Curiously, the Media Center update emerged within a fortnight of, Microsoft's latest version of its software package aimed at the "IPTV" (Internet Protocol television) market. After a number of futile efforts to entice U.S. cable TV companies to embrace its STB middleware, Microsoft is turning to telephone companies seeking to plant a stake in the video (including video-on-demand) world. Among Microsoft's first customers for the IPTV software is BellCanada, the Ontario/Quebec telephone company with visions of video competition. (See IPTV, p.18)


Electronic Program Guides (EPGs) are among the most appealing components of these digital television platforms, reflecting the need to navigate the voluminous content the systems deliver. Surprisingly, the Media Center and IPTV versions are significantly different, reflecting in part the diverse business units from which they emerged at Microsoft. The Media Center EPG emphasizes the ability to move between video program listings (including rosters of content stored in the device) and photo, music and games archives. Unlike a traditional PC desktop screen, the Media Center user interface has a more "TV-like" appearance.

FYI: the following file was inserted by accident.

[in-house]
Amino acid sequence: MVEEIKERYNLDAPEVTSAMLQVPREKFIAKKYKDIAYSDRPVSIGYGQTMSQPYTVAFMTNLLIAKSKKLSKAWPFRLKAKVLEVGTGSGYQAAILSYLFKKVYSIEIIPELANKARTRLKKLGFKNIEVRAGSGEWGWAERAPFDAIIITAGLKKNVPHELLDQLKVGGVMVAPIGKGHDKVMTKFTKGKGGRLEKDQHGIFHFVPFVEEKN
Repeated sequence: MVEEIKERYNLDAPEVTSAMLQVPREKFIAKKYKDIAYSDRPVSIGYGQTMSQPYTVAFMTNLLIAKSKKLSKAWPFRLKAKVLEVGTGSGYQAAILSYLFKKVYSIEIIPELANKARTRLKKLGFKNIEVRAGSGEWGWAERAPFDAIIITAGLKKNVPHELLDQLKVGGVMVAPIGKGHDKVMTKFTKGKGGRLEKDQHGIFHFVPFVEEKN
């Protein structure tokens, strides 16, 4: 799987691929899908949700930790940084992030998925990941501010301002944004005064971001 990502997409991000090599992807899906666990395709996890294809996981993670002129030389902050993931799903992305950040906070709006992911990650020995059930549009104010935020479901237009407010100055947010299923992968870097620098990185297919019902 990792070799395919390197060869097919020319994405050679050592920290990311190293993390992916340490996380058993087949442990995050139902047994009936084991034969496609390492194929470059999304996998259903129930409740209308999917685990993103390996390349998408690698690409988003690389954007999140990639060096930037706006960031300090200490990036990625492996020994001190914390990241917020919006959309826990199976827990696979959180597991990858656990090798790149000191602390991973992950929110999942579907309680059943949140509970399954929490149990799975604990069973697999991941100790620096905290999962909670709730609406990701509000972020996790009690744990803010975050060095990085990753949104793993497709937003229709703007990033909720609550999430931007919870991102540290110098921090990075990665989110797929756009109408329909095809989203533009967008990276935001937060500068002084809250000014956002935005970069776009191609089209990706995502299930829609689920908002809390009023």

On the other hand, the IPTV interface takes advantage of the customizable "live TV" nature of its program sources. It features thumbnail images of what is now playing on each available channel (motion video without audio), allowing viewers to browse up and down a program lineup, which also includes brief descriptions (title, performers, plot summary) of current shows. Viewers can click directly to the shows they want to see; Microsoft says that a new buffering system eliminates the typical one- to three-second lag that previously accompanied channel changing in digital systems.

Although Microsoft declines to indicate how soon -- if ever -- the Media Center and IPTV initiatives may be blended, the company is clearly seeking to integrate media products with its Windows Media 9 (WM9) initiative, the technology being proposed as a broadcast standard. Hence, the Microsoft Media Center vision fits the company's strategy of seeding the end-user market with low-cost products that require producers or distributors upstream to license or buy costly software to feed that vast customer base.

For now, the music-access features of Media Center software fit most closely with WM9.

Among the features supported by XP Media Center is improved picture quality and a new video calibration "wizard" for customized viewing. The software can feed to a high-definition monitor in 1080i or 1080p format as well as 720p and 480p formats. It also supports widescreen (16:9) displays. Its data filtering system (which now uses the Tribune Media Services' program listing data) lets viewers search for specific shows through keywords such as an actor or director's name.

Such visionary promises raise questions about Microsoft's ability to migrate into consumer electronics and broadcast/cable delivery. Critics have questioned whether the PC-derived Media Center software can become a multimedia command center in the competitive environment of set-top equipment.